SEOUL -- The U.S. special representative for North Korea said Wednesday that he is ready to hold talks with Pyongyang about denuclearization on the Korean Peninsula, urging the country's leader Kim Jong Un to appoint a counterpart.
Stephen Biegun was on a visit to Seoul for discussions with high-ranking officials about the peace process and other bilateral issues such as South Korea's potential membership of the Group of Seven.
"When Chairman Kim appoints a counterpart to me who is prepared and empowered to negotiate on these issues, they will find us ready at that very moment," the deputy secretary of state said after a meeting with Lee Do-hoon, South Korea's special representative for Korean Peninsula peace and security affairs.
"We look forward to continuing our work for a peaceful outcome on Korean Peninsula. I believe this is very much possible," Biegun said. "President [Donald] Trump has given us his full support to continue this effort."
Biegun's remarks come a day after Trump said he was open to another meeting with Kim, following their summits in Singapore in 2018 and Hanoi last year. The two leaders also had a short meeting at the inter-Korean border town of Panmunjom in 2019.
The envoy said, however, that he did not request a meeting with North Korea during this trip, saying he came to "meet with our close friends and allies."
South Korean President Moon Jae-in said in a teleconference with European Union leaders last week that he will spare no effort to bring the two leaders together before the U.S. presidential election in November.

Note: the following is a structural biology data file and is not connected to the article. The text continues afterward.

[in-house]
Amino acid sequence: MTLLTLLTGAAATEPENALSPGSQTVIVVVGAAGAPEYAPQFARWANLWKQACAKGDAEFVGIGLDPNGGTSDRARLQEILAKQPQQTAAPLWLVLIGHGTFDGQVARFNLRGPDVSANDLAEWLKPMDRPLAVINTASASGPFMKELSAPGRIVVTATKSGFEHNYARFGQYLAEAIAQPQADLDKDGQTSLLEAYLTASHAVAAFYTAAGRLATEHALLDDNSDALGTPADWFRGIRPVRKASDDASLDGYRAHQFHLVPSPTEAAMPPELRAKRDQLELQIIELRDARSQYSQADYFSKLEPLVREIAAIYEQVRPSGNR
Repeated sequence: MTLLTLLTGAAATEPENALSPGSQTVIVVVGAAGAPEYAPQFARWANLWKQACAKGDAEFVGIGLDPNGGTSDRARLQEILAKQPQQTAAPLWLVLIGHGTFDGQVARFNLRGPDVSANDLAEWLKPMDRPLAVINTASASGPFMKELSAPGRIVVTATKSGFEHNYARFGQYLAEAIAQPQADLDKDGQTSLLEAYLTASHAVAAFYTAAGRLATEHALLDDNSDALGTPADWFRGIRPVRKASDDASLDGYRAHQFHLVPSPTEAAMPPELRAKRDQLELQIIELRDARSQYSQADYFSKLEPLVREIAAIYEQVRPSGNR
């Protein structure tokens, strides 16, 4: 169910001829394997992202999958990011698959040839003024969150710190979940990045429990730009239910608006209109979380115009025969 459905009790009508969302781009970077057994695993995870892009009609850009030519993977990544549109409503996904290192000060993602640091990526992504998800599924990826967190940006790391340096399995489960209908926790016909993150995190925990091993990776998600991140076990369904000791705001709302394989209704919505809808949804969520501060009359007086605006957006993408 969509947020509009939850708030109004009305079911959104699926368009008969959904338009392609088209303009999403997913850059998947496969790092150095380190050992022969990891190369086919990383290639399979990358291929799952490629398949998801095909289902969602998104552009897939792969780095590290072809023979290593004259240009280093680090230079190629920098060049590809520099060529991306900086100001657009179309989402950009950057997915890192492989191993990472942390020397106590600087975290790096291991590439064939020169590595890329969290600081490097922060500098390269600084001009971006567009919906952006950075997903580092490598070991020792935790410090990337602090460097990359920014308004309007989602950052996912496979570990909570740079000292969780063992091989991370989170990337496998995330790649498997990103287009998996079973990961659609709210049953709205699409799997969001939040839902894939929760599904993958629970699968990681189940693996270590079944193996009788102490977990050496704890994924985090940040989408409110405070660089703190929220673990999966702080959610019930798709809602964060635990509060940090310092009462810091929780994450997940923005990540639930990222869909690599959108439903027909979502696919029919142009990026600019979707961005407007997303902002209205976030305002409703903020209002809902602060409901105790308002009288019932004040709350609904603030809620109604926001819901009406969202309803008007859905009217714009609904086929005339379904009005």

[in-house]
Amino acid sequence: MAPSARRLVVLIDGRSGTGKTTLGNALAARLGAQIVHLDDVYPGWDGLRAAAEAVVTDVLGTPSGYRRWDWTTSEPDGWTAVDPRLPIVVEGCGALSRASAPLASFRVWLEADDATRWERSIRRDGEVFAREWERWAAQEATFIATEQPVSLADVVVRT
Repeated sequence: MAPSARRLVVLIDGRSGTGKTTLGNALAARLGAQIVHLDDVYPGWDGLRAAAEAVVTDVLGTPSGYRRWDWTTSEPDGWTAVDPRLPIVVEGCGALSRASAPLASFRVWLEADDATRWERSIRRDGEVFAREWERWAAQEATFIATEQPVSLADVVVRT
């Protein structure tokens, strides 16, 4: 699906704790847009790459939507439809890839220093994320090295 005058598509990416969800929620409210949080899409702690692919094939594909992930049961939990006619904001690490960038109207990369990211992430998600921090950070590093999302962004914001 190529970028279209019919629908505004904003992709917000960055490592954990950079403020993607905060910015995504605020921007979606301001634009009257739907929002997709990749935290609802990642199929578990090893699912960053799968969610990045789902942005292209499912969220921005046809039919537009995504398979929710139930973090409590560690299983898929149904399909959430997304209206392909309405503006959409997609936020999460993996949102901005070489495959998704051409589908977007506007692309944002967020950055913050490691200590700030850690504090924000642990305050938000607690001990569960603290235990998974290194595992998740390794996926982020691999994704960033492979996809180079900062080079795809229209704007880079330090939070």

Moon has persisted with his dovish North Korea policy despite Pyongyang blowing up the inter-Korean joint liaison office in the northern border city of Kaesong last month. North Korea vowed to take military action at the time.
Also Wednesday, former United Nations Secretary General Ban Ki-moon criticized Moon's policy, saying the liberal president should stop begging North Korea for peace. He also played down the possibility of another Trump-Kim summit.
"I was very disappointed with the Republic of Korea government's passive reaction to the provocation," Ban said in a forum at the National Assembly in Seoul. "We cannot help but being dragged by North Korea should we try to understand and represent North Korea's position too much."
North Korea said on Tuesday it has no intention to sit down with the U.S. and urged South Korea to "stop meddling in other's affairs."
Biegun will travel to Tokyo tomorrow to meet senior Japanese officials including Foreign Minister Toshimitsu Motegi and Defense Minister Taro Kono. They are expected to discuss North Korean affairs as well as the Hong Kong security law.